The Telegram shares a story on January 2nd, 2014 of a World War II veteran, Francis O. Prest.
Mr. Prest told the US marines that he was 18 when he joined the service, when he was actually only 16 years old. After 68 years since he was discharged from the military, he finally received medals and citations for his service.
US Rep. James P. McGovern cited Mr. Prest at the congressman’s East Worcester Street office. Although the federal court in Washington DC stated in 1988 that any merchant mariners could prove they fought in WWII, they were entitled to veterans’ benefits; however, the government wasn’t very swift about getting the word out.
His son, retired US Marine John Prest of Rochdale, found out about his father’s eligibility when he read an article in a Connecticut newspaper. It was john Prest who ensured that his father got the recognition that he deserved.
AS McGovern spoke, Francis Prest’s daughter, Joeann Zona wiped the tears from her father’s eyes. John Prest and his sister, Carrie, were also teary.
The family gathered under the farce of a family portrait in order to surprise, according to Ms. Zona.
Francis Prest’s wife, Lousia Rose (Germain) Prest passed away this past April merely days before her 85th birthday often said he was fortunate to have the family he does.
“I’m always at their house eating; they took good care of me,” he said.
His son-in-law, Joe Zona, said, “I think it’s about time he’s been recognized. He’s a good man.”
John Prest serviced in the Marine Corps from 1983 to 1987. He contacted J. Don Horton, a Merchant Marine veteran who was a president of WWII Coastwise Merchant Mariners.
After he sent Mr. Horton an email, John Prest said that Mr. Horton responded within 10 minutes and gave John Prest the information that he needed so that he could contact the federal officials in Virginia and Washington.
“I called them and of course they were terrific because World War II vets are dying quickly; not many are left. They understand. As soon as I talked to him they got the ball rolling,” the son said.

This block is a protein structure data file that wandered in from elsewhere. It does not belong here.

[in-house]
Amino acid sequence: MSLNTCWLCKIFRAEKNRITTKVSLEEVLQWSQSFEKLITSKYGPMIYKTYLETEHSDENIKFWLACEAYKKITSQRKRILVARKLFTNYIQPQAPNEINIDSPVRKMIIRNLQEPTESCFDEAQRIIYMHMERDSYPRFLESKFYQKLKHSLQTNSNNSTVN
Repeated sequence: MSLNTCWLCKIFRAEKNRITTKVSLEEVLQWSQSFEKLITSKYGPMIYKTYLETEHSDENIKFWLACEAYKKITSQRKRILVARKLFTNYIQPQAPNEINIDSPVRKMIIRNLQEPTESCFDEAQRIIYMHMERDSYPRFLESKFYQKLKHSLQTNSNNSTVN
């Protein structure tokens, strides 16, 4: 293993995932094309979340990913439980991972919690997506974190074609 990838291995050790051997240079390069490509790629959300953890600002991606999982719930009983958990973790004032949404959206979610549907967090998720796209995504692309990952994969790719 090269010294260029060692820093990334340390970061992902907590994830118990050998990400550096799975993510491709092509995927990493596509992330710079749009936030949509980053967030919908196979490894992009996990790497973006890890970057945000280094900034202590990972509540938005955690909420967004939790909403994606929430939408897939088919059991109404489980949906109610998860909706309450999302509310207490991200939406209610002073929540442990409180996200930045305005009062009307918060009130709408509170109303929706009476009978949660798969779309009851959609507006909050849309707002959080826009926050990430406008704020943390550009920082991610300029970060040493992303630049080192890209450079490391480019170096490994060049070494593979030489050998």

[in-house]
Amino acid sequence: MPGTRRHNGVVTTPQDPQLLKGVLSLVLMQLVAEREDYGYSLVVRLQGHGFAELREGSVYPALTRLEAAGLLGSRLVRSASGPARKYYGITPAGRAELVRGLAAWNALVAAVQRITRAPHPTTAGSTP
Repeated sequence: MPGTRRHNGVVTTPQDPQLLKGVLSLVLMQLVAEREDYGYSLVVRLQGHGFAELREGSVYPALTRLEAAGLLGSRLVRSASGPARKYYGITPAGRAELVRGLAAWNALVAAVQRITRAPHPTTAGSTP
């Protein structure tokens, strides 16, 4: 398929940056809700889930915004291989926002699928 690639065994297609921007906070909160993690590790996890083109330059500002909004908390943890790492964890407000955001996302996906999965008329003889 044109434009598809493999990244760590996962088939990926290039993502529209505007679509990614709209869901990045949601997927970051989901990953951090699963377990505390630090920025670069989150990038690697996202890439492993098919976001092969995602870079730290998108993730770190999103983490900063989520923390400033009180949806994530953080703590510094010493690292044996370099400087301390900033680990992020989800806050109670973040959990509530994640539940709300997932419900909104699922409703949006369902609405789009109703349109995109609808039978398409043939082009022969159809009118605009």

It only took a few weeks before Francis’s separation papers from the Marines.
The son stated that he contacted Mr. McGovern because he wanted his father’s receipts of accolades that would be “really meaningful.”
The Merchant Marine was the fleet of ships that carried imports and exports during peace time. During times of conflict, they became a naval auxiliary to deliver troops and war materials.
The men in the Merchant Marines preferred to be called mariners; however, they could also be called seamen, seafarers, and sailors. The organization said that the men should not be called Marines though.
Because they weren’t recognized as veterans, Francis Prest never received the benefits that veterans are allotted. This includes the educations, health, and low interest loans… Among other veteran benefits stated under the GI Bill.
John Prest stated that this isn’t about the benefits, but now it is more about the recognition.
“He was in harm’s way,” John Prest said.
3.9 percent of merchant mariners suffered a higher percentage of casualties during World War II than any other branch of the service. Prest said that one in 26 seamen were killed. More than 5,600 mariners were killed while at sea as a “direct result of enemy action or as prisoners of war,” the organization stated.
Francis Prest was flanked by his grandchildren Samantha, Melissa, and Elizabeth Prest. Achille, Amber, and Alicia Setaro; Jamie Lussier, Glen Zona, Joseph Zona III; and great-grandchildren Aydreanna and Alyia Zona, Mia and Giavanna Lussier and Lorili and Ryleigh Setaro.